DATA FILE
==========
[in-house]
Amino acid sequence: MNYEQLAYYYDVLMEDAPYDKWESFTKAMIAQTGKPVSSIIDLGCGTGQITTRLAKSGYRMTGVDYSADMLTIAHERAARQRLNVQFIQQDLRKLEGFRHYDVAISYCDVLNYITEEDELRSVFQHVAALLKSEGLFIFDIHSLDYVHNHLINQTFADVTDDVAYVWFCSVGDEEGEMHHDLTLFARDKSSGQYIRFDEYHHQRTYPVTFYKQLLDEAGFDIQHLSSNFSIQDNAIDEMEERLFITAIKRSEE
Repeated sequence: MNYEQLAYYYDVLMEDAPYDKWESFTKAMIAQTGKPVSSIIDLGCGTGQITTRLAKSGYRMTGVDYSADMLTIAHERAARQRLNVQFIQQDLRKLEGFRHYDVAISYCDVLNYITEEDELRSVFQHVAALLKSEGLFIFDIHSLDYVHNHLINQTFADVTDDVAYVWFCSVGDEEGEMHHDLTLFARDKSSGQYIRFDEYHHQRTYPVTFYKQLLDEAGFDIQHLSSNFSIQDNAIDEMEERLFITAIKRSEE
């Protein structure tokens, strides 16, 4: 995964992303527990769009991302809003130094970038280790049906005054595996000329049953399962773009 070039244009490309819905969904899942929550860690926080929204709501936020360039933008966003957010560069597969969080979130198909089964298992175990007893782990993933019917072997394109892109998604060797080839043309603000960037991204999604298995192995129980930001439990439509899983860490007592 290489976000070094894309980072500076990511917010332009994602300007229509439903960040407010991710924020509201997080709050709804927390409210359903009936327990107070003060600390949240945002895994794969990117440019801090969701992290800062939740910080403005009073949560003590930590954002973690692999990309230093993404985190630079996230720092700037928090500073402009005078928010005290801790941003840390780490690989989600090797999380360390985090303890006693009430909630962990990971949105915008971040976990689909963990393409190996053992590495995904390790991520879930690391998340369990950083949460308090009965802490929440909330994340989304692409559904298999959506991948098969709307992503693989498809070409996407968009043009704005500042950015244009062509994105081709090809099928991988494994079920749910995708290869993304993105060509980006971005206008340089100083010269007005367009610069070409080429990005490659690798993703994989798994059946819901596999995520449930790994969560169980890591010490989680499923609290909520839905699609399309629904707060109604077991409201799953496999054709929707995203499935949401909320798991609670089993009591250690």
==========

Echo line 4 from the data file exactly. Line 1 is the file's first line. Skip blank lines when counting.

């Protein structure tokens, strides 16, 4: 995964992303527990769009991302809003130094970038280790049906005054595996000329049953399962773009 070039244009490309819905969904899942929550860690926080929204709501936020360039933008966003957010560069597969969080979130198909089964298992175990007893782990993933019917072997394109892109998604060797080839043309603000960037991204999604298995192995129980930001439990439509899983860490007592 290489976000070094894309980072500076990511917010332009994602300007229509439903960040407010991710924020509201997080709050709804927390409210359903009936327990107070003060600390949240945002895994794969990117440019801090969701992290800062939740910080403005009073949560003590930590954002973690692999990309230093993404985190630079996230720092700037928090500073402009005078928010005290801790941003840390780490690989989600090797999380360390985090303890006693009430909630962990990971949105915008971040976990689909963990393409190996053992590495995904390790991520879930690391998340369990950083949460308090009965802490929440909330994340989304692409559904298999959506991948098969709307992503693989498809070409996407968009043009704005500042950015244009062509994105081709090809099928991988494994079920749910995708290869993304993105060509980006971005206008340089100083010269007005367009610069070409080429990005490659690798993703994989798994059946819901596999995520449930790994969560169980890591010490989680499923609290909520839905699609399309629904707060109604077991409201799953496999054709929707995203499935949401909320798991609670089993009591250690």